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Canada's Experiment with Aboriginal Self-Determination in Nunavut: From Vision to Illusion

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image of International Journal on Minority and Group Rights

The paper presents a geographical and historical overview of the Territory Nunavut (Canada) established in 1999 and inhabited by a majority of Inuit People. The author outlines the process that led to the conclusion of the Nunavut Land Claims Agreement and the current structure of the government of Nunavut, which can best be described as a form of Inuit self-government. Th e main objective of the paper consists in an overview and analysis of current socio-economic challenges faced by the government of Nunavut. Based on the visions of the Bathurst Mandate, the author attempts to assess the success of the ‘Nunavut Project’.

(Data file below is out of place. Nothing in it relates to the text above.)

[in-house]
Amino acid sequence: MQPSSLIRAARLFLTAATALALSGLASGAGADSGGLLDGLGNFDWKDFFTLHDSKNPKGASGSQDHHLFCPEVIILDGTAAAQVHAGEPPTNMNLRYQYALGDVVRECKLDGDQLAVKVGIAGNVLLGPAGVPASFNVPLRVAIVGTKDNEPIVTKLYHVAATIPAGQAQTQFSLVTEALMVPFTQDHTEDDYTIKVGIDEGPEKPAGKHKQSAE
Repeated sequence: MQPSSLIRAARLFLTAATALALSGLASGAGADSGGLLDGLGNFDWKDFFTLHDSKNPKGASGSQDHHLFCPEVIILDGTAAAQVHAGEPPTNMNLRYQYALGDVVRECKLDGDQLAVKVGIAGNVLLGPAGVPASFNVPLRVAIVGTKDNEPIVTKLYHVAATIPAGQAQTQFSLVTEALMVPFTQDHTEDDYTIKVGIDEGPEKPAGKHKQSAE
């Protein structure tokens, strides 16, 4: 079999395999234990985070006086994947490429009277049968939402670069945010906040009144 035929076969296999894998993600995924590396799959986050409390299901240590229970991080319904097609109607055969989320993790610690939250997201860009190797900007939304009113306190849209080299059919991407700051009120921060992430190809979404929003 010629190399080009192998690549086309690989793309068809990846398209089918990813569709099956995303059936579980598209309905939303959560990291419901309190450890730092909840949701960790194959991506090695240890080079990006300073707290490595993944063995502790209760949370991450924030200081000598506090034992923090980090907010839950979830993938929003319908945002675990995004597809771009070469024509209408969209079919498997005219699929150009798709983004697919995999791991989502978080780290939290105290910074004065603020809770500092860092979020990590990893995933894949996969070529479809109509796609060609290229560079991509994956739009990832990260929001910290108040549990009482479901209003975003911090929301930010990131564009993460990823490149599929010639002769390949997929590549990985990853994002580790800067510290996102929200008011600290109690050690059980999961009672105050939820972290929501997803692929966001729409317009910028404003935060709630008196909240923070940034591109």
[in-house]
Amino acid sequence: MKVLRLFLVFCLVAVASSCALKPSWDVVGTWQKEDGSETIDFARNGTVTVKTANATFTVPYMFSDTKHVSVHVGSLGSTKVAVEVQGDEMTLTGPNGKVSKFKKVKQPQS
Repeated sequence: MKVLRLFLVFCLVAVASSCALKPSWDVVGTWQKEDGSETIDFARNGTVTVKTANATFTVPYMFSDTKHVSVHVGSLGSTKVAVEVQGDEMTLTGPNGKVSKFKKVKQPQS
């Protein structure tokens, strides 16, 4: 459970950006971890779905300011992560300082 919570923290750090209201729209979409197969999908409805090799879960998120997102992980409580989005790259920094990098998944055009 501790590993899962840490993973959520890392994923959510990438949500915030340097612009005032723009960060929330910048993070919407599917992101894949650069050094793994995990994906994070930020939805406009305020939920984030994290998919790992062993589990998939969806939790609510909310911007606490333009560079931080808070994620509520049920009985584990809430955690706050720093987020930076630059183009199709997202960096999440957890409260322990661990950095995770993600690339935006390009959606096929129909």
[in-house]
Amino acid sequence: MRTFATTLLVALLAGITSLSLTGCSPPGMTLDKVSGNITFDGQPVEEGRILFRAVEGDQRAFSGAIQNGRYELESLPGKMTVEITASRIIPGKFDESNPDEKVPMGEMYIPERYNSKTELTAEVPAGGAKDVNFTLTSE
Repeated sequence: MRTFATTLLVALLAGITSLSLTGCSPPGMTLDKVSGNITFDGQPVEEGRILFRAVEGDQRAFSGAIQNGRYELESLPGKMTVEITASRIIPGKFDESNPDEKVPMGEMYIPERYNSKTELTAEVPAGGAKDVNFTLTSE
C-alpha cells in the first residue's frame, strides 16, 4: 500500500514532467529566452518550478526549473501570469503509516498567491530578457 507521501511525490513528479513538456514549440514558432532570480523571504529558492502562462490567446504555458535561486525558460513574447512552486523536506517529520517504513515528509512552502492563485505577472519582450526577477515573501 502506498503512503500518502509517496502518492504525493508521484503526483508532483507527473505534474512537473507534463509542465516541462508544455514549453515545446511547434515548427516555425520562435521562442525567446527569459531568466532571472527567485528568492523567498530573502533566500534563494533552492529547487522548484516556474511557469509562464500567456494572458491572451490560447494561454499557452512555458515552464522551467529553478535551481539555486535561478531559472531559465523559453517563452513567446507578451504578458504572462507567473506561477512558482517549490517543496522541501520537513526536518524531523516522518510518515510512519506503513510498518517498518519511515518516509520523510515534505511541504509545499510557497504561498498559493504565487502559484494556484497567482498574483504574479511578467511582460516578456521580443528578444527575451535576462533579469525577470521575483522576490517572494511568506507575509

The author concludes that because of Nunavut's weak economy and fi scal dependency on the central federal government of Canada, the numerous socio-economic challenges have not been resolved. The Nunavut experiment has not yet been proven a success. The prosperous vision, expressed through the Bathurst Mandate, of a viable Nunavut seems for now just an illusion.

Affiliations: 1: Research Associate, Department of Geography, University of Saskatchewan, Canada


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